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Generating piety: agency in the lives of British orthodox Jewish women

Simmonds, Lindsay (2019) Generating piety: agency in the lives of British orthodox Jewish women. PhD thesis, London School of Economics and Political Science.

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Identification Number: 10.21953/lse.00004412


This thesis argues that British orthodox Jewish women (BOJW) generate spaces within the British orthodox religious community to practice piety in a non-conformist fashion. The spaces they generate both enable BOJW to perform these interventions, as well as reflect back on the normative practices of the British orthodox community. In this way these pious practices inform, influence and shift what constitutes normative practice going forward. I ask what sort of agency accounts for these practices, and how these particular practices inform wider questions of agency. Some theories of agency have rendered the religious subject as repressed, and religious women as voiceless, sometimes invisible. Many religious subjects reject this traducing of their choices, and, instead celebrate opportunities for personal and communal religious agency and alternative performances. I consider these pious interventions through the ethnographic examination of three crucial areas of orthodox religious life: education, ritual participation and issues of leadership and authority. These three areas of investigation represent the most significant arenas of religious life within which BOJW negotiate their identities. During the eight months of fieldwork, I conducted twenty-one qualitative in-depth interviews; additionally, I examined material from local communal websites, synagogue-community mailings and advertising. My findings suggest that intelligibility, as a function of identity, plays a vital role in the ways in which BOJW navigate their way through their religious lives in their homes, communities and workplaces – such that it functions as sacred edifice, restrictive restraint as well as avenue for creativity. Contemporaneously, some of the BOJW interviewed stated that although there has been some shift in normative religious practice in their local synagogue-community, they also experienced backlash from local religious authorities who construed their performances as meta-acts of communal, political and social transgression, rather than acts of religious piety – precisely because they were pious acts performed by women.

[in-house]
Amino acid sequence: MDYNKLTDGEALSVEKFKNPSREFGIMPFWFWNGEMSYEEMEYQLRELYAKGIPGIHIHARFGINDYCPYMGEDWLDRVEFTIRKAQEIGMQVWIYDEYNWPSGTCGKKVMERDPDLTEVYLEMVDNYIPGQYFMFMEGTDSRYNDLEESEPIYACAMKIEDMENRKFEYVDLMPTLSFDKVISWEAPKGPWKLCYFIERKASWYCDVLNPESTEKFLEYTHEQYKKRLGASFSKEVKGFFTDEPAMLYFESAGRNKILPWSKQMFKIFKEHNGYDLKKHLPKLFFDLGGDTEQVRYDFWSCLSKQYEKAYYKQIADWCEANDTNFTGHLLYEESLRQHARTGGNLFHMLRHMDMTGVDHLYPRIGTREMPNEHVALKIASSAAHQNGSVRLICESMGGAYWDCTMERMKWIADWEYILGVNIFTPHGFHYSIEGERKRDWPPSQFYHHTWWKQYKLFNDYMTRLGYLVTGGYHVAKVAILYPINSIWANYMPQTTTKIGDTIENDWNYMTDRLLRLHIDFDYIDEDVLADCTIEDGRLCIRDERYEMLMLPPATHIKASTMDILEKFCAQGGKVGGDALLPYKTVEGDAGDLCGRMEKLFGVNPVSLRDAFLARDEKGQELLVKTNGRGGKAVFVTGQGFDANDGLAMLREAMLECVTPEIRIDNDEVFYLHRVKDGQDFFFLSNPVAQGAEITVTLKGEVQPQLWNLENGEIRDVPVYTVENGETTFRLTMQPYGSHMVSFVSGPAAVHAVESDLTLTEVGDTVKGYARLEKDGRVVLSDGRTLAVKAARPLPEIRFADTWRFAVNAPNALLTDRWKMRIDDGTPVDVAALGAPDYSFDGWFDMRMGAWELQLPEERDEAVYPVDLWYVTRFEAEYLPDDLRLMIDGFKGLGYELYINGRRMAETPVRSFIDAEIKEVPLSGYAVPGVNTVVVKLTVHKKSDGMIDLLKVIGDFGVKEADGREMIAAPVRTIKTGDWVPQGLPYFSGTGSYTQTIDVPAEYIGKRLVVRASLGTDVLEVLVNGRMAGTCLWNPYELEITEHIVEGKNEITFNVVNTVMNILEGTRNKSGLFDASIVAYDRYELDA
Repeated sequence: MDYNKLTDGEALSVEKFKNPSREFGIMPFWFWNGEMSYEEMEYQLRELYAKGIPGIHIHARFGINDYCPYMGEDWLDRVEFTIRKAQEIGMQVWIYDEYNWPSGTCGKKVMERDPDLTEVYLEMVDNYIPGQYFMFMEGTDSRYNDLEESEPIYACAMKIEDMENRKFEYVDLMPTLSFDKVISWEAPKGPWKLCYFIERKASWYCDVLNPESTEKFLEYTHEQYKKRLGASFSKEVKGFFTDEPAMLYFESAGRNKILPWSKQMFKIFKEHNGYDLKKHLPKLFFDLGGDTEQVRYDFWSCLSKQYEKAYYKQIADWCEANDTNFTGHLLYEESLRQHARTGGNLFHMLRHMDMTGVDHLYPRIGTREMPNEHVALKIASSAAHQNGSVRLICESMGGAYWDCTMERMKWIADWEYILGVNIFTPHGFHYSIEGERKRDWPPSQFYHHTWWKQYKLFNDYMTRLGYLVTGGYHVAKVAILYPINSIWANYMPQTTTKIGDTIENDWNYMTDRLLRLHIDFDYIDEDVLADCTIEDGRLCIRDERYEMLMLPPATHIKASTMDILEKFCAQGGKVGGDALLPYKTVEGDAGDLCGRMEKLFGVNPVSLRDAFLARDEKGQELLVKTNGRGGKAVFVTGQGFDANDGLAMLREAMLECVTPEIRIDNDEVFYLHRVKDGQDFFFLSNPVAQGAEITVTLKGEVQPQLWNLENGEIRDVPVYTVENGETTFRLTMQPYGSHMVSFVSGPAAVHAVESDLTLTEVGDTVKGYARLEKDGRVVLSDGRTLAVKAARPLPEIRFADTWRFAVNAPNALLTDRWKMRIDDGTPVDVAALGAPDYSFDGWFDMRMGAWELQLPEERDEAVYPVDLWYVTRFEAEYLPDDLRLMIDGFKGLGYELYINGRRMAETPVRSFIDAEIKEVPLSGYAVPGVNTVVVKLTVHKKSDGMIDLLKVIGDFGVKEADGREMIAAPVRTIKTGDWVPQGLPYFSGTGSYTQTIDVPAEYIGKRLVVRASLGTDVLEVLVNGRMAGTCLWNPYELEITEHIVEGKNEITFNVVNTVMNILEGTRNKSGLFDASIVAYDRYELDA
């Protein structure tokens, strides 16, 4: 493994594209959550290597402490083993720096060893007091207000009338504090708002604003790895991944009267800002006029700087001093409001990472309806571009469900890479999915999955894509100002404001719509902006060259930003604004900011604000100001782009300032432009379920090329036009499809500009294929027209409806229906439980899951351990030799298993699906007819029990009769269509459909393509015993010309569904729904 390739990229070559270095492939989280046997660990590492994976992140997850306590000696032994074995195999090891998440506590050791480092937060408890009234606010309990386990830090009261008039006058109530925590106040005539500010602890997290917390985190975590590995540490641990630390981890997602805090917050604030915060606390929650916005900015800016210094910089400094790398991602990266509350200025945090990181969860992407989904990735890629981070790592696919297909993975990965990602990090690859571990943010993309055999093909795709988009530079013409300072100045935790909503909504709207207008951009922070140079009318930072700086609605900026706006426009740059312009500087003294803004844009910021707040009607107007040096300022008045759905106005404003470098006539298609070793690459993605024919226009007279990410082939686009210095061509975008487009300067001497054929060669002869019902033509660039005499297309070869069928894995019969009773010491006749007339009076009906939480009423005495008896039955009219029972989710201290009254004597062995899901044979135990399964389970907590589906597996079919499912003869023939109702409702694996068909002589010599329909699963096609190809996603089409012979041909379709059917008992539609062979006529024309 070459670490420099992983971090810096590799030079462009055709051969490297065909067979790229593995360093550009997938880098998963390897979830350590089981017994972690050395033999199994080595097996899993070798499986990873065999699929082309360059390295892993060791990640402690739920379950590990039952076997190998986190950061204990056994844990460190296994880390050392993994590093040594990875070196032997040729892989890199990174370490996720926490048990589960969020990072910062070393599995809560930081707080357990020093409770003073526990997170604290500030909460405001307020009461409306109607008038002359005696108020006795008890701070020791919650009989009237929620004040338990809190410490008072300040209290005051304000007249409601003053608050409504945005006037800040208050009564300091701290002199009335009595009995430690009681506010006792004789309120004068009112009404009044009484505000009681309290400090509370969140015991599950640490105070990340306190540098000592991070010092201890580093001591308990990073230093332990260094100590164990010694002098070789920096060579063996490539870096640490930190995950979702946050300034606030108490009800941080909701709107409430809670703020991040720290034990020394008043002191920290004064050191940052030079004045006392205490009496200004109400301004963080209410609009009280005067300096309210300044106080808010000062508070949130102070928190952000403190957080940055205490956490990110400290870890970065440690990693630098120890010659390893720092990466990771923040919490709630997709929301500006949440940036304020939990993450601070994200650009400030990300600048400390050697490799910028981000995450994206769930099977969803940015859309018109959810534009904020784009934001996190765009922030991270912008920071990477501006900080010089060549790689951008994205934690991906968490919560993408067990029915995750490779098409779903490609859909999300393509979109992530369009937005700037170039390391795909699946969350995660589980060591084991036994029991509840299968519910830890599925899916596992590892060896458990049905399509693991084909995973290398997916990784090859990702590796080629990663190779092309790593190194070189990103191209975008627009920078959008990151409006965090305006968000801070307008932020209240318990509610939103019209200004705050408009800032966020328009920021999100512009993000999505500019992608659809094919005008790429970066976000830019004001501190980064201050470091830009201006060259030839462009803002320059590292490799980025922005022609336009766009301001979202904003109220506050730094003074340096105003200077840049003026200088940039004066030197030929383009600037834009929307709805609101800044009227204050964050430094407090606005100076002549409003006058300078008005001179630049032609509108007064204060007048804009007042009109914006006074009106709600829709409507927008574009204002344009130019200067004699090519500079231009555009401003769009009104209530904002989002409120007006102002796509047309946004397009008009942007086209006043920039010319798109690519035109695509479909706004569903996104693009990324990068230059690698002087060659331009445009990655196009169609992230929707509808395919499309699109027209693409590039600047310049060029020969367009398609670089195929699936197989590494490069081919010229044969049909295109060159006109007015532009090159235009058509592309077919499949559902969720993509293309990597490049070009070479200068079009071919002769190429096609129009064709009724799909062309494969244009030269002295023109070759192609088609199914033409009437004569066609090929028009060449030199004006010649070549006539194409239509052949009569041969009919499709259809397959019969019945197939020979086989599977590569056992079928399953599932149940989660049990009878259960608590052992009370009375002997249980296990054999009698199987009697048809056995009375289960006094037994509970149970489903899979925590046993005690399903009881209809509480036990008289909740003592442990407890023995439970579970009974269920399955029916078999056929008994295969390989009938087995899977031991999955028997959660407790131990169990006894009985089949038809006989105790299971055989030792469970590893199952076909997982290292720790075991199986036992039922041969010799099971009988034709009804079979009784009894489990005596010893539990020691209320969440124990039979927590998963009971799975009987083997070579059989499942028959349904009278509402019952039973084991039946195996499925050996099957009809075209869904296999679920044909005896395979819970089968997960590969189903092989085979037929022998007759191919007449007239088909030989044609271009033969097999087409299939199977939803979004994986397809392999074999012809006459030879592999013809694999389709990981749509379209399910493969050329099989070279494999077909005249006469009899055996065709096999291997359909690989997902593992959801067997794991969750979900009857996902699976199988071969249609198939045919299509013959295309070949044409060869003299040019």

Item Type: Thesis (PhD)
Additional Information: © 2019 Lindsay Simmonds
Library of Congress subject classification: H Social Sciences > HD Industries. Land use. Labor > HD100 Land Use
H Social Sciences > HG Finance
Sets: Departments > Gender Institute
Supervisor: Madhok, Sumi

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